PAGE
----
There are a magnitude of things to keep in mind when searching for a home for sale, and that is why it is easy to overlook some important considerations. Below are some of the most often forgotten considerations that may impact a home's selling price or even whether or not you choose to follow through with an offer.
A lot of people move into the house for the "here and now," but that isn't always the wisest course of action. Overlooked long-term factors can make a big difference in whether a specific home should be purchased.
Couples who have infants or toddlers or those who are planning to have children should take into consideration the quality of the local schools, for example. Other long-term factors may include the planned construction of freeways, commercial buildings, or industrial facilities that may bring unwelcome traffic or pollution.
Beyond the obvious financial variables such as mortgage payments, home insurance premiums, and property taxes, it is important to take a closer look at all the expenses that are incurred when a new home is bought.
Some of these less-visible expenses include:
Increased or decreased commuting expenses to a job that is now closer or further away
Higher or lower vehicle insurance premiums due to a new garage location
Personal services charges, such as alarm and lawn service subscriptions
Property Owners Association Covenants
Property Owners Associations (POA) can be a mixed bag for homeowners. They do tend to protect property values by seeking to reign in homeowner behavior that doesn't preserve values. However, that means POAs can also interfere with plans that you, as a future homeowner in that association, may wish to enact. The rules and regulations of a POA, known as the covenants, will tell you all you need to know.
For example, if you want to convert your home into an eventual rental property, be sure to check the POA covenants. Or, if you want a swimming pool, know what is required in the way of adjunct facilities such as dressing rooms, fences, or other possibly costly expenses, as another example.
There are lots of other ways that POAs can cost you a lot more than you may wish to spend, or they may simply infringe upon your lifestyle in unacceptable ways. Read the covenants carefully to find out all about it.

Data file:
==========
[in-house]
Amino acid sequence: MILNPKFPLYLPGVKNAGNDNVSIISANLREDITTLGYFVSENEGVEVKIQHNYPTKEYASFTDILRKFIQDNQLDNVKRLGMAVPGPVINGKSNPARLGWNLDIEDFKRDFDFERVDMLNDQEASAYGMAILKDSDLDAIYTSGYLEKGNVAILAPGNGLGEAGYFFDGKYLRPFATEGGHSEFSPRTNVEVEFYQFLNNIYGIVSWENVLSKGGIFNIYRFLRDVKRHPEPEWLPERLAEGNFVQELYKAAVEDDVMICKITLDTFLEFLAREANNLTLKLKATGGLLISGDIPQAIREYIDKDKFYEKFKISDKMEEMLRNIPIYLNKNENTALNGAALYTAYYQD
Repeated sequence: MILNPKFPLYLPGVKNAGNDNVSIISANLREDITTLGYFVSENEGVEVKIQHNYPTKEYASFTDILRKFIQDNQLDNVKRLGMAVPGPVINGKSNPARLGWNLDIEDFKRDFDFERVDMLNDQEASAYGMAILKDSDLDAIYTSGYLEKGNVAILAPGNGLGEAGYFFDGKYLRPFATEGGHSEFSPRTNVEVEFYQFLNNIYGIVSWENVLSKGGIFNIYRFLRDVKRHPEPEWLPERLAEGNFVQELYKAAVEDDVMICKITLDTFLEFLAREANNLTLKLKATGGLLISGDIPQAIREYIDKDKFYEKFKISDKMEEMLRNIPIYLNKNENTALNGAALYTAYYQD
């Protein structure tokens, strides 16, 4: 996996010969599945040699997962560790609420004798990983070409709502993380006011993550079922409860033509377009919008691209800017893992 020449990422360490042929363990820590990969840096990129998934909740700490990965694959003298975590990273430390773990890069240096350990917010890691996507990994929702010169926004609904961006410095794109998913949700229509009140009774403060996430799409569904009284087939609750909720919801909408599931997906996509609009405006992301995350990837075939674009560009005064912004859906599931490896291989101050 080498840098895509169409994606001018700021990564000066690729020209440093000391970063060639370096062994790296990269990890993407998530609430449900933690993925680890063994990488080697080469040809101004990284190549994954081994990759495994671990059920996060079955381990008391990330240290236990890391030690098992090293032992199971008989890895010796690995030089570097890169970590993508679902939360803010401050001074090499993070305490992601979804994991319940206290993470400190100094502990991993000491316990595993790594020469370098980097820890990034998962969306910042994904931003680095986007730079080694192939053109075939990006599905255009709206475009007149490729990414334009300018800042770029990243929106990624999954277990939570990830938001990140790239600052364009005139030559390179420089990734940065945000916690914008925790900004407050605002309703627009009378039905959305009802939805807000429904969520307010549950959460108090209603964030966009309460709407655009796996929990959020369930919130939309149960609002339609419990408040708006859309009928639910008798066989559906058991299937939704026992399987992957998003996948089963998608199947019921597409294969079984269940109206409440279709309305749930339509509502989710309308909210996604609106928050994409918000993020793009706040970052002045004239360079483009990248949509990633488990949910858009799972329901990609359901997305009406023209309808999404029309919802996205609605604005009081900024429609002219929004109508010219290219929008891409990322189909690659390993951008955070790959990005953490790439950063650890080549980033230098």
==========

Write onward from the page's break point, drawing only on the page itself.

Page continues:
Verify Multiple Listing Service Data
The Multiple Listing Service may be considered the "holy grail" of real estate listing information, but that doesn't mean it is guaranteed to be accurate. That is why you should always confirm that what you see in the MLS is, indeed, true and correct.
For example, cross-reference square footage claims in the MLS with local or county tax records. Other information you may wish to verify include the existence or non-existence of a property owners association; you want to avoid any unpleasant surprises such as mandatory POA dues that you weren't prepared to pay.
Talk to the Neighbors
When you are looking at a home to buy, be sure to take a few minutes visiting with the neighbors on both sides, in front of, and even behind the home. They can provide highly informative commentary about the immediate neighborhood, and they also may tell you some things about the house itself.
Of course, be sure to weigh everything you hear carefully and evaluate it in light of other resources. However, don't dismiss the testimony of your (possible) future neighbors, as they may let you know about matters that can save you a lot of money and heartache.
Investigate the Area
Beyond talking to the neighbors, spend time investigating the neighborhood and broader community. There is a wealth of valuable information available on the internet, including crime data, sexual offender addresses, and other pertinent facts that can help you feel better about a potential home, or steer you to another location. Old newspaper accounts, often available at the local library, may lend helpful information about the recent and not-so-recent history of the area.